"Cold Anger is an important book about the empowerment of working-class communities through church-based social activism. Such activism is certainly not new, but the conscious merger of community organizing tactics with religious beliefs may be. The organizing approach comes from Aul Alinsky and his Industrial Areas Foundations (IAF) . . . The book is structured around the polifical life of Ernesto Cortes, Jr., the lead IAF organizer who has earned recognition as one of the most powerful individuals in Texas (and who has been featured on Bill Moyers' "World of Ideas") . . . Cortes fashioned a hard-ball Alinsky approach onto the natural organizing ground of church-based communities. The experiment began in San Antonio . . . and was successful in the transformation of San Antonio politics.
Such dramatic success . . . led to similar efforts in Houston, Fort Worth, El Paso, the Rio Grande Valley, Phoenix, Los Angeles, and New York, to mention only a few sites. Expansion beyond San Antonio meant organizing among Protestant churches, among African American and White, and among middle-class communities. In short, these organizing efforts have transcended the particularistic limits of religion, ethnicity, and class while maintaining a church base and sense of spiritual mission . . .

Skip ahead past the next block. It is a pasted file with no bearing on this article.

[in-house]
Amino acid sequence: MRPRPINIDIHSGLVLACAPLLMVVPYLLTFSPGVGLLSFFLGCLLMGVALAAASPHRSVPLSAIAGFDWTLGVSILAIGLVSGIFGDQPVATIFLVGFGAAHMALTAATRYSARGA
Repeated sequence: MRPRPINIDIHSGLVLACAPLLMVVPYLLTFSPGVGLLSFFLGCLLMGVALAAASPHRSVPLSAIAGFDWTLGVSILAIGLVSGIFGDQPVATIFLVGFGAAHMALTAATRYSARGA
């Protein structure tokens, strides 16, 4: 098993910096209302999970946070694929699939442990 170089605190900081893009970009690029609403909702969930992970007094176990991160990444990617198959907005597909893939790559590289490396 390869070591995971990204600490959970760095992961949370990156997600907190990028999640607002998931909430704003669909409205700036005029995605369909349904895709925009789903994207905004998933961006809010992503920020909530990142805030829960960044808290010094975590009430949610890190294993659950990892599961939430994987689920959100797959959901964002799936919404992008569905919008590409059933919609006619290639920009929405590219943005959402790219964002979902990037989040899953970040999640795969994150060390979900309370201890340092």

Rogers' clearly written book will be of great value to the scholar, student, and layperson interested in urban politics, ethnic relations, social movements, or church activism."—Southwestern Historical Quarterly
" . . . sensitive, observant portraits; Rogers' account of IAF's evolution and philosophy is perceptive."—Booklist
" . . . effectively captures the flavor of the movement in small, rural locales and in major urban centers . . . Recommended for all libraries."—Library Journal
"I concur with Rogers that the efforts of Cortes and the IAF should receive national attention from all those interested in addressing our most serious domestic and urban ills. Cold Anger is a good place to start."—The Journal of Southern History
"This may prove to be the year's most thought-provoking book. Anyone jaded by or cynical about the American political process will find reason for renewed hope in reading this volume."—Best Books of the Southwest, Arizona Daily Star
"In the gospel according to Ernesto Cortes, you never, ever, do for people what they can do for themselves. He calls it the Iron Rule, a sort of guide for effective leadership. It assures that no group ever becomes too dependent on its leader . . . that's the paradox of Ernesto Cortes, an advocate of power who gives it away."—Dallas Morning News
"Once in a while, a "little guy" manages to get a big job done, and all of us are enlarged by the experience . . . Cold Anger tells the story of "little" people who have made a big difference . . . Cortes proved to the working poor that they could turn the "cold anger" they felt at being left out of their government's decision-making process into energy and action that would bring positive change. "Cold Anger" is a good phrase, and a good book."—San Antonio Express-News